It is not uncommon for family court hearings to be conducted in front of a magistrate judge in Florida. If parties do not agree with the recommendations set forth in the magistrate’s report they can file exceptions, but in many cases, the magistrate’s recommendations will be adopted regardless. This was demonstrated in a recent Florida case involving the enforcement of a martial settlement agreement, in which an appellate court affirmed an order denying a husband and wife’s exceptions to the report of a magistrate. If you wish to end your marriage or need assistance with another family law matter, it is advisable to seek the counsel of a Miami divorce attorney as soon as possible.
Factual and Procedural History
The wife filed a petition to dissolve the marriage in 2012. They entered into a marital settlement agreement which was filed with the court and their divorce was finalized later that year. In 2017, the wife filed a motion to enforce provisions of the agreement pertaining to health insurance and life insurance. The trial court referred the matter to a magistrate, who conducted two hearings and then issued a report setting forth recommendations. The husband and wife both filed exceptions to the report but the trial court entered an order denying them. The husband and wife both appealed.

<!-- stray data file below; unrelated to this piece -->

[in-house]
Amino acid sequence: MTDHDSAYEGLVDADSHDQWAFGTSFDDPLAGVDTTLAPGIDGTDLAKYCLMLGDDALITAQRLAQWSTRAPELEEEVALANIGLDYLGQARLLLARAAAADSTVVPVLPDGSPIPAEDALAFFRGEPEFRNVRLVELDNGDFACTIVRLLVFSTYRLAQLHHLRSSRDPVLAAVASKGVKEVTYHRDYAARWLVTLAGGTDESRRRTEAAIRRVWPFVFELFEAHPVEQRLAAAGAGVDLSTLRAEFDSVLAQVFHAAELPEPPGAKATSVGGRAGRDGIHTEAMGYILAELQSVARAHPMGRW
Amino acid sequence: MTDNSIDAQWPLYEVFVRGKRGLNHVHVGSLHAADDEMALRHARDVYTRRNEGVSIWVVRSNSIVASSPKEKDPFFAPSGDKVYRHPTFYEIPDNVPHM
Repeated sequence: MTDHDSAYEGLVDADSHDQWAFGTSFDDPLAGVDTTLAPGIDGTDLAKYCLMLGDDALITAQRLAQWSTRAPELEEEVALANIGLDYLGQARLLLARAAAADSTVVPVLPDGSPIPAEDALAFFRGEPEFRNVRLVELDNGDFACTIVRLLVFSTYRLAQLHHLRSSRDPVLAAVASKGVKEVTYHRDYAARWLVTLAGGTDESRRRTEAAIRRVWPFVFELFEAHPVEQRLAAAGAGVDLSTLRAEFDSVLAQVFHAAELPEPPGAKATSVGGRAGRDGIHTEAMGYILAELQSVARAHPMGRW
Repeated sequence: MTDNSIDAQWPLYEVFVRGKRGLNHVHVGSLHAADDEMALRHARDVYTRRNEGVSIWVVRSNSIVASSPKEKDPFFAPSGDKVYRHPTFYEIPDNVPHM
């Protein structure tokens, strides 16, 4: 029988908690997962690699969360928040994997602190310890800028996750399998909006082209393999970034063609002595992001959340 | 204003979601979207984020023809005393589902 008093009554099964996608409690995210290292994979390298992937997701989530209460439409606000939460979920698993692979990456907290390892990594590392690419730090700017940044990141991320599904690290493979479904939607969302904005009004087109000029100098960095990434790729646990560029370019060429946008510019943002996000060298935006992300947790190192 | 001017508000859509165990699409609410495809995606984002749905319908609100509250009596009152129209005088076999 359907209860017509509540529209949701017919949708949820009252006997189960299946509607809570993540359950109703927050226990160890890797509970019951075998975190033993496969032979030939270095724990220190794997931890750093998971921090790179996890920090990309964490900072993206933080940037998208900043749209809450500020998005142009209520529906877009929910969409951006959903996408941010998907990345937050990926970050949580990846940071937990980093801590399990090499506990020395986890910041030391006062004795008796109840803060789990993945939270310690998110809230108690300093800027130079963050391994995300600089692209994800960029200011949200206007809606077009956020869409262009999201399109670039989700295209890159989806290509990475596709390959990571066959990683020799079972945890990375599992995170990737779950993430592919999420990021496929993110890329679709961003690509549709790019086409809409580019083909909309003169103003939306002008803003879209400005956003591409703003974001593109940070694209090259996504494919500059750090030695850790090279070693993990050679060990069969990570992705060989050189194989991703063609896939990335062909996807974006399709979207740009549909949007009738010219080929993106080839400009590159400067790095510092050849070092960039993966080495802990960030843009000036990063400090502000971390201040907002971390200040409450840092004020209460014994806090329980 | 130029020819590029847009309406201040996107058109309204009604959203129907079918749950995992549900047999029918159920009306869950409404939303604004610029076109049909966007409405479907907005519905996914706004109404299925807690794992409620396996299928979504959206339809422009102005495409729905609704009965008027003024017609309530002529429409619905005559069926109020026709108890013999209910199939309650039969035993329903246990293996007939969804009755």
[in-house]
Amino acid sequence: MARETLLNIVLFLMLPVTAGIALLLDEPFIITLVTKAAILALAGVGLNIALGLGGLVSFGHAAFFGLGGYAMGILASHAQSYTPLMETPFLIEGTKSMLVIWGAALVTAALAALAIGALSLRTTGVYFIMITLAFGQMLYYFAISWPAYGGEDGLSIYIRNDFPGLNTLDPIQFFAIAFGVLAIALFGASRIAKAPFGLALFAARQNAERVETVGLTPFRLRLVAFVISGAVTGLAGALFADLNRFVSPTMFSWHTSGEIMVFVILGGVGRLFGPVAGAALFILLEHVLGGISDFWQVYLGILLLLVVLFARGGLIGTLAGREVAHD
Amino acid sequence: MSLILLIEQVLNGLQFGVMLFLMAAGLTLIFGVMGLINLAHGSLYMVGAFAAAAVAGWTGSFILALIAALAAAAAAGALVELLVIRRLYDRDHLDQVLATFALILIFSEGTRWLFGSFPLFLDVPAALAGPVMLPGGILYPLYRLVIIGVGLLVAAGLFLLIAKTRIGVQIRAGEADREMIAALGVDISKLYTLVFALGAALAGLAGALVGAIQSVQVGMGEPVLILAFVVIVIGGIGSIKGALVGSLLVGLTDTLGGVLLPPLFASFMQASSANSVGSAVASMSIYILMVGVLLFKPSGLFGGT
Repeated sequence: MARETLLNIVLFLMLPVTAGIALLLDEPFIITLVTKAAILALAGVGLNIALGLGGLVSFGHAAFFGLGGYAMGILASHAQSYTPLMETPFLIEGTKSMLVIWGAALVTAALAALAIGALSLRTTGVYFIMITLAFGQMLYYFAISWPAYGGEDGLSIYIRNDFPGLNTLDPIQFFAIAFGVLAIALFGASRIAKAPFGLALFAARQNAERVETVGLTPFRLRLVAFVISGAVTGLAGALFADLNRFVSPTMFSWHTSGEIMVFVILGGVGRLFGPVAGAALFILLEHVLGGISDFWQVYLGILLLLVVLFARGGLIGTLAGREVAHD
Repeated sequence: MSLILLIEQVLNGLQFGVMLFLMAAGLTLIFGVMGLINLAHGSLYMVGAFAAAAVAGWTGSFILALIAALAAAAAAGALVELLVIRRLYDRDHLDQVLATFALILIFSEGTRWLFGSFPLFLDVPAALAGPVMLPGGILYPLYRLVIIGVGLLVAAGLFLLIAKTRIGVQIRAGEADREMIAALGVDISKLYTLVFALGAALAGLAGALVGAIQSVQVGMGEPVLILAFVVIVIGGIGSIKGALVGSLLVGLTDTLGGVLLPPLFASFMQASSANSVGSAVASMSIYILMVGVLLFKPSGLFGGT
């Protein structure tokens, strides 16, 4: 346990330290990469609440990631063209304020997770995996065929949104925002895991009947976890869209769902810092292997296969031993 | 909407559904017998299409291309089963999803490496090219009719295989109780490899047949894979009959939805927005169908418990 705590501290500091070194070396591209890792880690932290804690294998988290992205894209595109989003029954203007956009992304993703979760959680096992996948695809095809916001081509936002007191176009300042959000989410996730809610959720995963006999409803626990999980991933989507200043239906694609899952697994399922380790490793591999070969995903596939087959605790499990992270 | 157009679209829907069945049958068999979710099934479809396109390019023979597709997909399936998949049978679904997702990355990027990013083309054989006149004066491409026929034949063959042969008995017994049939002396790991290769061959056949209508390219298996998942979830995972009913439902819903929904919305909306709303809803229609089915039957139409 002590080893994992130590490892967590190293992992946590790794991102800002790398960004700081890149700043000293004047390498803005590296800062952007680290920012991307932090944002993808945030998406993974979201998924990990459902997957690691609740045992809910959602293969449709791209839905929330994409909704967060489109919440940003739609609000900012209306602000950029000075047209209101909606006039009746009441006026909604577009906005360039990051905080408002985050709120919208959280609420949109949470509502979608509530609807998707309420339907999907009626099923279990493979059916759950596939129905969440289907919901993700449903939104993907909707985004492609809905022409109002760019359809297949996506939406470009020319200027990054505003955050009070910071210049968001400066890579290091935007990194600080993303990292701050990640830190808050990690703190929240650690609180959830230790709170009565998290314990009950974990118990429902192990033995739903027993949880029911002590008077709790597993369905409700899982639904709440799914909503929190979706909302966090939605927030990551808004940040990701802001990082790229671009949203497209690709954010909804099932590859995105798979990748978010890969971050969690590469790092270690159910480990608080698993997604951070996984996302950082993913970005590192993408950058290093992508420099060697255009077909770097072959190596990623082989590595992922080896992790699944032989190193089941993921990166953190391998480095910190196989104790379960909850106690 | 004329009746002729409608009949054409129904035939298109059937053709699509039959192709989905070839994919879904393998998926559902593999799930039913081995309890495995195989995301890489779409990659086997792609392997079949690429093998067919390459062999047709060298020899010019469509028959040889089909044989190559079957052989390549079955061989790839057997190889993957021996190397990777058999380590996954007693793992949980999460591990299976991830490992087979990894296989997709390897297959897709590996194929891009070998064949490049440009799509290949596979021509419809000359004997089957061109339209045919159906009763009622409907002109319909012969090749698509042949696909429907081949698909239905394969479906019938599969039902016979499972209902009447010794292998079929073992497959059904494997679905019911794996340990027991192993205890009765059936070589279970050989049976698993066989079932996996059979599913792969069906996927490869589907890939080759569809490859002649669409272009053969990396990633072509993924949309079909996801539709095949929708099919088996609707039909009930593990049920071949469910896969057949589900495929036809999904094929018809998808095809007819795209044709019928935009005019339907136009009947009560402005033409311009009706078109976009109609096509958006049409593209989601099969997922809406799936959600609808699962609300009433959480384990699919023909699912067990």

Magistrate Authority in Divorce Cases
On appeal, the husband argued that the court lacked jurisdiction to enforce the agreement because the divorce judgment did not expressly incorporate the agreement or order the parties to comply with same. The appellate court rejected this argument noting that the agreement provided that it could be enforced by the court and that courts inherently retain jurisdiction to enforce their orders. The husband further argued that the wife’s action was actually in the nature of a modification and should have been conducted via a supplemental petition. The appellate court rejected this argument as well. Continue reading ›